2D to 3D

This term our team has been running our very first school programme utilising the Library 3D printer.

Student from 2D to 3D course shows off his

The name of the course is “2D to 3D” and involves 12 students being introduced to a variety of learning and software that allows them to take 2 dimensional design, (arrived at by following a “design process”) through to a finished 3 dimensional product that is printed out on our 3D printer.

We are now just four weeks into this first course and the students have been buzzing about what they are learning. We have taught them how to use the free 123D Design software and most of them are now using it at home whenever they get the opportunity. The first printable project was to create a “pencil copter” which is a propeller device that fits on the end of an HB pencil that actually flies.

Each student (after being taught the basic functions of the software) built their own “copter” in 123D and added their own embellishments to personalise their design. The following week we tested their copters and reflected on what worked well and what could be improved upon.

Great fun!

Some of the students involved in the 2D to 3D course showing off their

Selfies, Maps and a Prince Philip cult: Cool new stuff from our Selectors

Cover of Tigers foreverTigers forever: Saving the world’s most endangered big cat by Steve Winter
This book showcases a decade of beautiful photographs and stories of tigers in the wild.  Alongside the spectacular photography by Steve Winter, and award winning National Geographic photographer are the stories of the committed people from all around the world who dedicate their lives to saving the tiger from extinction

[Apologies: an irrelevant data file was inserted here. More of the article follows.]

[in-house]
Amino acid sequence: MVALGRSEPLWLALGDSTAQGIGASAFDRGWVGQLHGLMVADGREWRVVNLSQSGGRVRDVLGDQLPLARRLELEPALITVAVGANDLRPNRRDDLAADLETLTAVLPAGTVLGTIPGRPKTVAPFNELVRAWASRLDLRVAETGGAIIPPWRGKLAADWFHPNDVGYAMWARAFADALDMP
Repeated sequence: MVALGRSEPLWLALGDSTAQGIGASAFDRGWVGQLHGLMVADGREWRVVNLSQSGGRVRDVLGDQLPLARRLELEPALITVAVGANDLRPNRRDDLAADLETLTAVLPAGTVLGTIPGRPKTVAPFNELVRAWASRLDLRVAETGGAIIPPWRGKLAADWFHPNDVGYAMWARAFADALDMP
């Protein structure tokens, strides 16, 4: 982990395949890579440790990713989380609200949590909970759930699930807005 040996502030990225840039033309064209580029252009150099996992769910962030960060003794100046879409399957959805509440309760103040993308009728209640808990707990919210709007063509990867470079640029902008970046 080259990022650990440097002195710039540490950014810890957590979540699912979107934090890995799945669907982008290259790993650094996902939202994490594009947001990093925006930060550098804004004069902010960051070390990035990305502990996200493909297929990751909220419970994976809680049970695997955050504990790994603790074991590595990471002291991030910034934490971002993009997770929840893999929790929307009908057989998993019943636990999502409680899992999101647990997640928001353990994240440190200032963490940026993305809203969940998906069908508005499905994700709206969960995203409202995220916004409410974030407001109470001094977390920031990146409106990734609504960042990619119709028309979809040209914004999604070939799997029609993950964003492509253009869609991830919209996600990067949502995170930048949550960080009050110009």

Cover of My first AnimaliaMy first Animalia by Graeme Base
Animalia was first published in 1986, immediately capturing the imagination of children and adults around the world.  My First Animalia celebrates the magic of Animalia in a playful introductory format for the very young, but will appeal to all ages!

Cover of GoGo : a Kidd’s guide to graphic design by Chip Kidd
The author is an award winning graphic designer who has created a kid friendly (and adult friendly too) book on how to get your design ideas across to the world, showing how to make design dynamic and interesting. The back of the book contains 10 suggested projects to get started and these can then be posted to gothebook.com

Cover of MapsMaps by Aleksandra Mizielinska
This collection of 52 highly illustrated maps details not only geographical features and political borders, but also places of interest, iconic personalities, native animals and plants, local peoples, cultural events, and many more fascinating facts associated with each region. Check examples of the maps – they really are quirky and very interesting.  The New Zealand map has lots of well known icons, but nothing for Christchurch.  What is our global icon now?